The British military recruits a small group of highly skilled soldiers to strike against German forces behind enemy lines during World War II.

Chuck says:

Based on the book of the same name and recently unclassified documents, Guy Ritchie’s “The Ministry of Ungentlemanly Warfare” is the latest fact-based entertainment to hit the big screen.  What that means is real events ar used as the foundation for a slightly exaggerated adventure in which the characters will be supplied with witty dialogue and the near superhuman ability to kill any enemy that crosses their path. Ritchie and his three co-writers provide more than enough crowd-pleasing moments in this sometimes curiously paced exercise, which is not only entertaining, but will likely prompt viewers to take a deep dive into the real-life exploits of its protagonists.

It’s 1942 and England is on the ropes in its conflict with the Axis powers. Bombing raids have put the populace on edge, little support is coming from other countries and vital imports are being intercepted by German U-Boats. With a cabinet of advisors who are suggesting he surrender to Hitler, Prime Minister Winston Churchill (Rory Kinnear) is forced to take drastic measures. He orders Brigadier Gubbins (Cary Elwes) and Commander Ian Fleming (Freddie Fox) to create a team of soldiers who will operate outside normal channels to take out the ship that supplies the U-Boats, which is stationed in Santa Isabelle, a part of French West Africa. If they succeed, they will get no credit for it. If they are captured, the British government will claim to have no knowledge of them or their mission.

The men are a disparate group whose skills manage to complement one another’s. Anders Lassen (Alan Ritchson) is a Danish soldier who’s a specialist with a knife as well as the bow and arrow, Geoffrey Appleyard (Alex Pettyfer) is an expert strategist, Freddy Alvarez (Henry Goulding) is a whiz at explosives, while Henry Hayes (Hero Fiennes Tiffin) can sail a boat in any conditions. Their leader, Gus March-Phillips (Henry Cavill), has bravado to spare, his courage and foresight indispensable to the success of the mission. While this group travels on an inconspicuous vessel to their destination, agents Majorie Stewart (Eliza Gonzalez(?)) and Alex Heron (Babs Olusanmokun) have gone ahead to gather insight on the Nazi base of operations, led by Heinrich Luhr (Til Schweiger).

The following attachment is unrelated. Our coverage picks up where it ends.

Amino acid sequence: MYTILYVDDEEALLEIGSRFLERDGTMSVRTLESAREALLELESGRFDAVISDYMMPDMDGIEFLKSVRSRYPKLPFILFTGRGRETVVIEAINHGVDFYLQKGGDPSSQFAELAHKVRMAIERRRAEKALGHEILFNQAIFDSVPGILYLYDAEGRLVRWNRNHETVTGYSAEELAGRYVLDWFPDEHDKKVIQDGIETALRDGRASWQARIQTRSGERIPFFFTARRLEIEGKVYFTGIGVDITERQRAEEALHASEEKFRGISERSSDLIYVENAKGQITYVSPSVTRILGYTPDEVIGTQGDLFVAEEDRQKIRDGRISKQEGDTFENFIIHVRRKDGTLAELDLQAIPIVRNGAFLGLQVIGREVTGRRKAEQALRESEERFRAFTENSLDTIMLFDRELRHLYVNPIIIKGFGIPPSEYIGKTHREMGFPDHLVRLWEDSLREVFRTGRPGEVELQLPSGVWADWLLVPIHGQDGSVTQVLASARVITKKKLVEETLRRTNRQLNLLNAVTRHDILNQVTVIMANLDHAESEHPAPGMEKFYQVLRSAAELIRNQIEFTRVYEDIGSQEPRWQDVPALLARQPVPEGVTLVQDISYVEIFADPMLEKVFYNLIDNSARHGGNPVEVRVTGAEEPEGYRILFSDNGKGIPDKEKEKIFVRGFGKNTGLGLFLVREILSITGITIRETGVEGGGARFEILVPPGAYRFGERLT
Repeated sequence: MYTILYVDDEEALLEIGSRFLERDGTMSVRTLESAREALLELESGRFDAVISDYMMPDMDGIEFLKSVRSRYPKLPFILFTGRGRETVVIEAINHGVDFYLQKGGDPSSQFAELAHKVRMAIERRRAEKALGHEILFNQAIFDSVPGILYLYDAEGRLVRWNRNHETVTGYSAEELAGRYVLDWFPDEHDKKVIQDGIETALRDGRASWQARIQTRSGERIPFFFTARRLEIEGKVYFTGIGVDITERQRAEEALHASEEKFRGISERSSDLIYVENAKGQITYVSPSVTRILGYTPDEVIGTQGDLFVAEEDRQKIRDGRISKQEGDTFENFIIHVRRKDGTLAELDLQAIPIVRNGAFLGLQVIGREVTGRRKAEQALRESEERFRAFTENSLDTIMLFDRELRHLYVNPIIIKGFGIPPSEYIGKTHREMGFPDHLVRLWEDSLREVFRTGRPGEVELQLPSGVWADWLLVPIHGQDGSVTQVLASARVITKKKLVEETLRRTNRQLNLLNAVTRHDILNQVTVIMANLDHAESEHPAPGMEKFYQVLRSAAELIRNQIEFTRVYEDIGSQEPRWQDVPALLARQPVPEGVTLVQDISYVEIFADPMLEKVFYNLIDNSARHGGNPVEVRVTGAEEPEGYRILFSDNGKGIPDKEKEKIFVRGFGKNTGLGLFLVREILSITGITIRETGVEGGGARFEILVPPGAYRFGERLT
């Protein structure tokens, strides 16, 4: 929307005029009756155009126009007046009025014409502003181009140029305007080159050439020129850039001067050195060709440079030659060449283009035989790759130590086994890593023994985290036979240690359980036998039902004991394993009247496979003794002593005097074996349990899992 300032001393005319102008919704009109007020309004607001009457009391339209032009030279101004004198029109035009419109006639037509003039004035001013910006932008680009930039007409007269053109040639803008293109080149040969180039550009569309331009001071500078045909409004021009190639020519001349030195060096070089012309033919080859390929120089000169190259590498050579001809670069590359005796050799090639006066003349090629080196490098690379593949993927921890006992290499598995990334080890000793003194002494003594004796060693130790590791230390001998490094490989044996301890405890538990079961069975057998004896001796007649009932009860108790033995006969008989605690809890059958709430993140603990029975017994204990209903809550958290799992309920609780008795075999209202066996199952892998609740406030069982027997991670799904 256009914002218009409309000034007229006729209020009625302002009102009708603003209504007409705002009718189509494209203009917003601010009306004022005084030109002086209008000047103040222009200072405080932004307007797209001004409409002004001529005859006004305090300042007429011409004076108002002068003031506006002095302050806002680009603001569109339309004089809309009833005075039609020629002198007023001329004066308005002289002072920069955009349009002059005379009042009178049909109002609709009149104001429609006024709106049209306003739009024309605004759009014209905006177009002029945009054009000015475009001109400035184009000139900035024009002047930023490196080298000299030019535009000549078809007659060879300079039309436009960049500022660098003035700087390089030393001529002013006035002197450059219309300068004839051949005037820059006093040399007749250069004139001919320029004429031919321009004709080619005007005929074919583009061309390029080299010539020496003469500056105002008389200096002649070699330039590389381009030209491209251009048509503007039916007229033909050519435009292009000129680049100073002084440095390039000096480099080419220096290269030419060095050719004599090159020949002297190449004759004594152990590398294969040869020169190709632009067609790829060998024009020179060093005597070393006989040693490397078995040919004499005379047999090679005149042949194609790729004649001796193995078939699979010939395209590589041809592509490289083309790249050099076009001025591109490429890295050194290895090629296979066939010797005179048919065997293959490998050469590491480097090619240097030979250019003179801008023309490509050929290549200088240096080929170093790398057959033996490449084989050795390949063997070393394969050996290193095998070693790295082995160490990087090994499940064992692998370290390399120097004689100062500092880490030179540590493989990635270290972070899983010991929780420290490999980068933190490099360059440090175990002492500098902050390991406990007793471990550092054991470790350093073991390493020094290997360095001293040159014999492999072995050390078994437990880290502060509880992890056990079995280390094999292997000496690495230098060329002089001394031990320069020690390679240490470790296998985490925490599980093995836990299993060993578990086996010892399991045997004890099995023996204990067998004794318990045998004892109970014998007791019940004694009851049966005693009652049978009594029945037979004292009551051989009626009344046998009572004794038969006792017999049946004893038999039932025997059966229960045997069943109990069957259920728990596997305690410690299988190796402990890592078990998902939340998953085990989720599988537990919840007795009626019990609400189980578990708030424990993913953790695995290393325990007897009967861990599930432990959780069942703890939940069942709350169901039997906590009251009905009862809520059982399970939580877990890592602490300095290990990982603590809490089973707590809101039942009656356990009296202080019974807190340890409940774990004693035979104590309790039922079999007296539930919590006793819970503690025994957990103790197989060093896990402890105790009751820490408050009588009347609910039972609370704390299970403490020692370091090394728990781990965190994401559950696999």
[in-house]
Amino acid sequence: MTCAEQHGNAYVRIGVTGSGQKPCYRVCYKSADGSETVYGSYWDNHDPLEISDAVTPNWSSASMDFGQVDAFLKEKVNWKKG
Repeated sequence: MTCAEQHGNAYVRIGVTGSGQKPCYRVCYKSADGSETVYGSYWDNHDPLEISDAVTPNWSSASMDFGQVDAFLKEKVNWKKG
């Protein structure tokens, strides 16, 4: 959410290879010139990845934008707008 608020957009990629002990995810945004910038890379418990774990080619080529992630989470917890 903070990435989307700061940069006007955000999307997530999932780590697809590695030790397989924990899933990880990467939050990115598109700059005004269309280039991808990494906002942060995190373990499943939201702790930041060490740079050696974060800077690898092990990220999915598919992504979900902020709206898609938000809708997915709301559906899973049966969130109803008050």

While most of today’s adventure films contain action set pieces that occur every 15 minutes, Ritchie takes his time before showing his heroes involved in any derring-do. Of course, history dictates this as the group’s ocean voyage did take nearly two weeks. However, the film never lags as the director cuts back and forth between the soldiers, headquarters, and the advance team, one difficulty after another thwarting their efforts. A run in with a Nazi patrol boat and a prison break help enliven things along the way, while the cat-and-mouse game that ensues between Stewart and Luhr is engaging.

The plan to destroy the supply boat becomes a theft when it’s discovered its defenses have been reinforced, giving Ritchie the opportunity to deliver a rousing third act. Alternating between three groups of characters, each charged with completing a leg of the mission, the imaginatively choreographed action scenes trip one upon the other to create a finale that increases in pacing and excitement as it progresses.

A pithy sense of dark humor suffuses the film, which helps its more gruesome moments go down a bit easier and allows the actors to inject a bit of fun along the way. Wry comments and arched eyebrows abound as nazis fall to the left and the right, the requisite background of explosions a constant. The cast, as a whole, doesn’t really deliver performances as much as provide a significant presence in their roles. It isn’t a movie that requires emoting as much as reactions to all the stuff being blown up real good. All involved accord themselves in this area.

“The Ministry of Ungentlemanly Warfare” won’t be mentioned on any list of the greatest war films ever made but it’s an enjoyable genre entry buoyed by a smarter-than-usual script, compelling story, and well-executed action. That some of the characters were used by Fleming in his “James Bond” novels will likely generate interest for many to read up on their other real-life exploits.

3 Stars


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